by Patricia Imas, Chief Agronomist, ICL Fertilizers, Patricia.Imas@icl-group.com
PolySulphate is a new multi-nutrient fertilizer, available in its natural state, and mined in the UK. It has four nutrients, which makes it a unique product: sulphur, magnesium, potassium and calcium. It is a soluble material therefore its nutrients are readily available for plant uptake.
PolySulphate comes from the polyhalite layer of rock, over 1000m below the North Sea off the North Yorkshire coast in the UK. Deposited 260 million years ago, it lies 150-170 m below the potash seam at the Cleveland Potash Boulby Mine. The main PolySulphate seam was reached in September 2010, bringing the first samples up to the surface.
PolySulphate is a naturally occurring mineral fertilizer and is available as both a granular and powder product. It can be applied in many forms to the soil according to the consumer demand (straight fertilizer, or can be used in blends or for use in compound fertilizer manufacturing). The 2-4mm granular product has excellent spreading characteristics and is an ideal fertilizer to apply alongside straight nitrogen. It is suitable for all crops and being a low chloride fertilizer, it can be applied to even the sensitive ones.
PolySulphate is available in its natural state and has a low carbon footprint. It delivers dependable high value for low environmental impact and is certified for organic use.
- 48% SO3 as sulphate
- 14% K2O as from sulphate of potassium
- 6% MgO as from magnesium sulphate
- 17% CaO as from calcium sulphate
Benefits of sulphur, potassium, magnesium and calcium
PolySulphate is an ideal natural source for all crops, especially brassicas, cereals, pulses, field vegetables, clover-rich grassland leys and silage crops. It is particularly suitable for crops which prefer low levels of chloride in the soil, such as tobacco, grapes and other fruits, and where higher dry-matters are desired in potatoes.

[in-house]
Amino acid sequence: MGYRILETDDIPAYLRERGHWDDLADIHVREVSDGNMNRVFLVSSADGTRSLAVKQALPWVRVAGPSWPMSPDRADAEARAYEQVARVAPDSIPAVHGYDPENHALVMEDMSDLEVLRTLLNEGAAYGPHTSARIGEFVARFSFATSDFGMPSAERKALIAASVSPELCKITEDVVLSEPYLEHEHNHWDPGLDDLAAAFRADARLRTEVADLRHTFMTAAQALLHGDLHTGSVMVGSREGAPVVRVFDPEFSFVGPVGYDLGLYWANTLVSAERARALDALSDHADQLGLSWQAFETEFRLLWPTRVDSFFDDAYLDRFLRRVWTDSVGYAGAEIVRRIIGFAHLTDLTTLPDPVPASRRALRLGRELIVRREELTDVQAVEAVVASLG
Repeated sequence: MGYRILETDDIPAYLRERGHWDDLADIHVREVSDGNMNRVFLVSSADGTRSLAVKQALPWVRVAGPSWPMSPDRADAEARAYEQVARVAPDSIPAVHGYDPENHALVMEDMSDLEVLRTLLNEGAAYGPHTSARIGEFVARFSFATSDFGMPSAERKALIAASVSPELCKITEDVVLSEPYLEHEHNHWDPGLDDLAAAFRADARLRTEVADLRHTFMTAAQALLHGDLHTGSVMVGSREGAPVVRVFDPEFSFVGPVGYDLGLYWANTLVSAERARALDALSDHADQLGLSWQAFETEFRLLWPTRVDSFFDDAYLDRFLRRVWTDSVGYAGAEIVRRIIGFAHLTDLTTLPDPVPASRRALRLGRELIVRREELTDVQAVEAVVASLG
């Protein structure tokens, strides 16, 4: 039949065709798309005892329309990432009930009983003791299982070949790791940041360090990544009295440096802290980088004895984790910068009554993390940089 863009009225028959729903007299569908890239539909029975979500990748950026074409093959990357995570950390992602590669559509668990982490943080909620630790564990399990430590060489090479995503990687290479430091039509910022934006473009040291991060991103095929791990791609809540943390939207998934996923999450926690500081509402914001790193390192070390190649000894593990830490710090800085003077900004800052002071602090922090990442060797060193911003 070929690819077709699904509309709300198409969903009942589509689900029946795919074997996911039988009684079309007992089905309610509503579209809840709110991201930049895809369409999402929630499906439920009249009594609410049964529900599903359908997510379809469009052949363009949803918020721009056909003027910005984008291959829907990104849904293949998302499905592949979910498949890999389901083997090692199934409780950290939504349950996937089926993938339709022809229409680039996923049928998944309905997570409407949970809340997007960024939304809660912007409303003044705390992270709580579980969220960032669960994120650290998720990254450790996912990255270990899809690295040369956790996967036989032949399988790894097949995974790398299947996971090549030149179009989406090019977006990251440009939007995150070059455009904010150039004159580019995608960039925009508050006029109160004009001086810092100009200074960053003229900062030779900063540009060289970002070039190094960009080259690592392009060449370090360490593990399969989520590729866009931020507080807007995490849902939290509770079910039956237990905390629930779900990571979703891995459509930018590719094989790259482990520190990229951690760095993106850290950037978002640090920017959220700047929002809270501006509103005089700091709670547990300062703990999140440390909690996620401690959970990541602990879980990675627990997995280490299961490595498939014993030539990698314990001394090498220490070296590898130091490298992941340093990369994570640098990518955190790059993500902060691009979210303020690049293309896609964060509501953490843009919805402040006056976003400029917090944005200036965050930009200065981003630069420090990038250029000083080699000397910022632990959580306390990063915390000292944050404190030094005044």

Sulphur (S) is absorbed primarily in the sulfate form (SO4-2) by plants. It is part of every living cell and required for synthesis of certain amino acids (cysteine and methionine) and proteins. Sulphur is also important in photosynthesis and crop winter hardiness. Leguminous plants need S for efficient nitrogen fixation.
Crops such as corn that have a high dry matter production generally require the greatest amount of sulfur. Also potatoes, cotton, sunflower, canola (rape seed), Brassicas (cabbage, broccoli, cauliflower) and many other vegetables require large amounts of S.
When S is deficient, nitrate-nitrogen may accumulate. This can pose significant health threats to grazing ruminants or those consuming hay high in nitrates. When nitrates accumulate in the plant, seed formation can be inhibited in some crops such as canola. Balancing sulfur with nitrogen nutrition is important to both plant and animal health.
Over the last 20 years, S deposition from the atmosphere has declined significantly: the anthropogenic emissions of sulphur – usually as sulphur dioxide (SO2) from the burning of fossil fuels, particularly coal – had reduced to such an extent, and so widely, that the S content of PolySulphate became of great potential significance as a nutrient to counter S deficiency in crops and grassland.
In addition to sulphate, PolySulphate has the added bonus of valuable levels of potassium (K), magnesium (Mg) and calcium (Ca).
Potassium (K), along with nitrogen (N) and phosphorus (P), is one of the three essential plant macronutrients, and is taken up by crops from soils in relatively large amounts. Potassium increases yield and quality of agricultural produce, enhances the ability of plants to resist diseases, insect attacks, cold and drought stresses and other adverse conditions. It helps in the development of a strong and healthy root system and increases the efficiency of the uptake and use of N and other nutrients. In addition, K has an important role in livestock nutrition The K in PolySulphate complements routine fertilizer K applications.